Top 10 Traditional Games of India that Defined Childhood for Generations

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Traditional-games-of-India

We quite often lament when we see our kids glued to the TV or phone. Especially during the pandemic when taking them outdoors seems highly impossible. And thus, as we watch a generation of children find entertainment in gadgets and technology, we cannot help wondering and remembering the games of yesteryears. Those were the traditional games that took up a large stock of our time after school. They kept us on our feet, quite literally, running around on quiet streets or terraces. They helped us learn about teamwork and deep friendships. And of course, about a childhood that has shaped our lives forever. 

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So what are these traditional games that I am harping on about? How are they special and different from the Candy Crushes and Counter Strikes of today? Let’s take a look at 10 traditional games of India that have defined childhood for entire generations. This list comprises both indoor and outdoor games, and hence, it is beneficial for both physical and mental strength.

1. Kabaddi

Traditional-games-of-India-Kabaddi

Let’s begin with one of the best-known games of the country. A game played without any gear or equipment it is based on pure strength and strategy. Played between two teams the game involves a single player from each team trying to touch down and break into the area of the opponent team. The player needs to touch as many players of the opposite team while reaching the line. And all of this while humming ‘kabaddi’. It certainly is a game that can keep you on the edge of your seat. 

2. Kho-kho

Traditional-games-of-India-Kho-Kho
Image Courtesy – Unbound.org

Again a team sport, Kho Kho is particularly popular in schools. The first team sits in alternating directions while the other team runs around them. The aim is for the sitting team to catch as many from the running team. But it’s a sport that requires strategy and presence of mind. A player from the team sitting starts the game and touches his teammate to continue the chase.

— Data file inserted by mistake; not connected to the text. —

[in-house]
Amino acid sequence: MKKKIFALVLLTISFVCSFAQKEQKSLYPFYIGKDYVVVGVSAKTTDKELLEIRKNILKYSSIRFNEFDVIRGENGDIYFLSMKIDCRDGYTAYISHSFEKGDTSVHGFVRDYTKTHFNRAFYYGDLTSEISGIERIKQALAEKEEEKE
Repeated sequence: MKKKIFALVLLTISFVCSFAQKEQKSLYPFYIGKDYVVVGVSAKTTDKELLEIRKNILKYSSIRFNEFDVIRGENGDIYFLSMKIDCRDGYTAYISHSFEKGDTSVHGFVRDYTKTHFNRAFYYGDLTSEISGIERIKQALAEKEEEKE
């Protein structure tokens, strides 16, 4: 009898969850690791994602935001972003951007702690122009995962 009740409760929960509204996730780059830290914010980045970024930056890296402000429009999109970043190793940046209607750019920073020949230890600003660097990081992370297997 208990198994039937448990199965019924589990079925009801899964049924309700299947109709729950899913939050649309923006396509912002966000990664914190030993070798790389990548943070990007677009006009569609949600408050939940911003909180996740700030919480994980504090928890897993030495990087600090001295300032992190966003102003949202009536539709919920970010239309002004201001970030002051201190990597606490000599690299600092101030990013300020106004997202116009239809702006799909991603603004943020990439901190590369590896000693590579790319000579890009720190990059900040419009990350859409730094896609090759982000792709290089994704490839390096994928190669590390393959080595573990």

3. Kancha or Lakhoti

Traditional-games-of-India Kancha
Image – Yasser Alaa Mobarak via Flickr

Played with our dear old marbles, kancha or lakhoti is also known as golli or goti. The game is about trying to strike a particular marble amidst many, using another marble. The striker marble is held between the middle finger of one hand and pulled by another before release. There is no set limit to the number of players who can play this game. 

4. Hopscotch or Nondi

Traditional-games-of-India-Nondi
Image – Wikimedia

The Indian version of one of the most well-known childhood games of all time, nondi (in Tamil Nadu) is also called stapoo and kith kith. A ladder grid is drawn on the floor and numbered. A stone or any other object is then thrown on any of the numbers, and the player has to hop their way to the numbered block without stepping on the edges or any other block. Played inside apartment stairways or flat surfaces, this game sticks out as an easy game to play in both large and small groups.  

5. Gilli Danda

Traditional-games-of-India-Gilli-Danda
Image – Tamil.indianexpress.com

Alright, we have probably heard this phrase several times. But how many of us really know what this game entails? Gilli Danda is a sort of fusion game between cricket and baseball. The Gilli is a small stick that needs to be hit by the danda or the longer stick as far as one can. After hitting the Gilli, the player needs to run to a particular point before the opponent team can retrieve the Gilli. Gilli danda is also known as Lippa in some parts of India. 

6. Lattoo

Traditional-games-of-India-Lattoo
Image – Pambaram FB

Another popular term lattoo quite literally means the spinning top. Though the word is also used often in various other meanings and forms, the game itself is pretty simple. It is all about making the top spin for the longest amount of time. And also, mastering the skill of lifting the moving top off with the string. The tops were initially made of clay and later replaced with wood. However, one can find many different tops today in the market, some even with lights and sound effects. 

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7. Chaupar

Traditional-games-of-India-Chaupar
Image – Wikimedia

One of the oldest indoor games of India, Chaupar finds mention in the epic Mahabharata. Also called Pachisi, this board game was extremely popular in ancient times. Played with pawns or shells the dice is rolled and the players strategize the movement of their pawns. Pachisi can be better understood as an older version of the modern-day Ludo.

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8. Pallankuli

Traditional-games-of-India-Pallankuli
Image – Framing Narratives